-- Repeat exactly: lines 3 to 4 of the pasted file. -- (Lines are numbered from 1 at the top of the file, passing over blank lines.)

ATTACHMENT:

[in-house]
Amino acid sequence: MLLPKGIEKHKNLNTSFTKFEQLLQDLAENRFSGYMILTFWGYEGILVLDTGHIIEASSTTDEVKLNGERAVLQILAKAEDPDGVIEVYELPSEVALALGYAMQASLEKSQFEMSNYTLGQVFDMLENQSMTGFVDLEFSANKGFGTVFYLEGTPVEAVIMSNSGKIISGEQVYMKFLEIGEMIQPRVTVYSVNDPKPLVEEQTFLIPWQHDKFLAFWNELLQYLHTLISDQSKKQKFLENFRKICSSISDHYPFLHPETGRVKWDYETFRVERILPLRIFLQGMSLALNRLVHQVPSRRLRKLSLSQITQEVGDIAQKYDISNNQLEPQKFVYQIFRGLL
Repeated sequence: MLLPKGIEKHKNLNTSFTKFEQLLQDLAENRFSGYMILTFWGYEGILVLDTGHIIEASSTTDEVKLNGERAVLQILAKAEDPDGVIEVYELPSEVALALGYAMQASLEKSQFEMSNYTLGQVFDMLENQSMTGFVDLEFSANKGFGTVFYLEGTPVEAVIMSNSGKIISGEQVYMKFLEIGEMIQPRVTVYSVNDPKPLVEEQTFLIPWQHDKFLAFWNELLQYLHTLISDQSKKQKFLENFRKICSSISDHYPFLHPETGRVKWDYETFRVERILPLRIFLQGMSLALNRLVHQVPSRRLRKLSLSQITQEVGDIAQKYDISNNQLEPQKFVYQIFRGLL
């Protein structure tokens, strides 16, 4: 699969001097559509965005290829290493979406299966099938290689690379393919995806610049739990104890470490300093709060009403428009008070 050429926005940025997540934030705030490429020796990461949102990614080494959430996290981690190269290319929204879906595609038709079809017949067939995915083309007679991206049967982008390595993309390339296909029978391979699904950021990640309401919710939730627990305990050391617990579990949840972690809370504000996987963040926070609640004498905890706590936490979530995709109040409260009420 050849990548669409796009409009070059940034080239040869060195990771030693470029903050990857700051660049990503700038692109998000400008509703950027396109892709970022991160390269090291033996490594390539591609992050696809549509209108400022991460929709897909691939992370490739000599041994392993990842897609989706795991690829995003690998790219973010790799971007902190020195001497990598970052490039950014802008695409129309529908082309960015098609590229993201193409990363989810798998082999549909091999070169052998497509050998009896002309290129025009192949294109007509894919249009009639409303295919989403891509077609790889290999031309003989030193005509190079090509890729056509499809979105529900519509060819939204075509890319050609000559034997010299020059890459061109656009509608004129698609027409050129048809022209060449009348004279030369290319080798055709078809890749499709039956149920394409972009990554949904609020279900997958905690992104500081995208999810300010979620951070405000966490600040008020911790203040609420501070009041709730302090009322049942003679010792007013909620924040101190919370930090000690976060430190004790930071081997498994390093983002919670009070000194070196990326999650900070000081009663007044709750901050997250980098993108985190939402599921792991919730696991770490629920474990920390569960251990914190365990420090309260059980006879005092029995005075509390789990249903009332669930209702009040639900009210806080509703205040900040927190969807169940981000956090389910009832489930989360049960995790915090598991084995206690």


Repeated sequence: MLLPKGIEKHKNLNTSFTKFEQLLQDLAENRFSGYMILTFWGYEGILVLDTGHIIEASSTTDEVKLNGERAVLQILAKAEDPDGVIEVYELPSEVALALGYAMQASLEKSQFEMSNYTLGQVFDMLENQSMTGFVDLEFSANKGFGTVFYLEGTPVEAVIMSNSGKIISGEQVYMKFLEIGEMIQPRVTVYSVNDPKPLVEEQTFLIPWQHDKFLAFWNELLQYLHTLISDQSKKQKFLENFRKICSSISDHYPFLHPETGRVKWDYETFRVERILPLRIFLQGMSLALNRLVHQVPSRRLRKLSLSQITQEVGDIAQKYDISNNQLEPQKFVYQIFRGLL
């Protein structure tokens, strides 16, 4: 699969001097559509965005290829290493979406299966099938290689690379393919995806610049739990104890470490300093709060009403428009008070 050429926005940025997540934030705030490429020796990461949102990614080494959430996290981690190269290319929204879906595609038709079809017949067939995915083309007679991206049967982008390595993309390339296909029978391979699904950021990640309401919710939730627990305990050391617990579990949840972690809370504000996987963040926070609640004498905890706590936490979530995709109040409260009420 050849990548669409796009409009070059940034080239040869060195990771030693470029903050990857700051660049990503700038692109998000400008509703950027396109892709970022991160390269090291033996490594390539591609992050696809549509209108400022991460929709897909691939992370490739000599041994392993990842897609989706795991690829995003690998790219973010790799971007902190020195001497990598970052490039950014802008695409129309529908082309960015098609590229993201193409990363989810798998082999549909091999070169052998497509050998009896002309290129025009192949294109007509894919249009009639409303295919989403891509077609790889290999031309003989030193005509190079090509890729056509499809979105529900519509060819939204075509890319050609000559034997010299020059890459061109656009509608004129698609027409050129048809022209060449009348004279030369290319080798055709078809890749499709039956149920394409972009990554949904609020279900997958905690992104500081995208999810300010979620951070405000966490600040008020911790203040609420501070009041709730302090009322049942003679010792007013909620924040101190919370930090000690976060430190004790930071081997498994390093983002919670009070000194070196990326999650900070000081009663007044709750901050997250980098993108985190939402599921792991919730696991770490629920474990920390569960251990914190365990420090309260059980006879005092029995005075509390789990249903009332669930209702009040639900009210806080509703205040900040927190969807169940981000956090389910009832489930989360049960995790915090598991084995206690």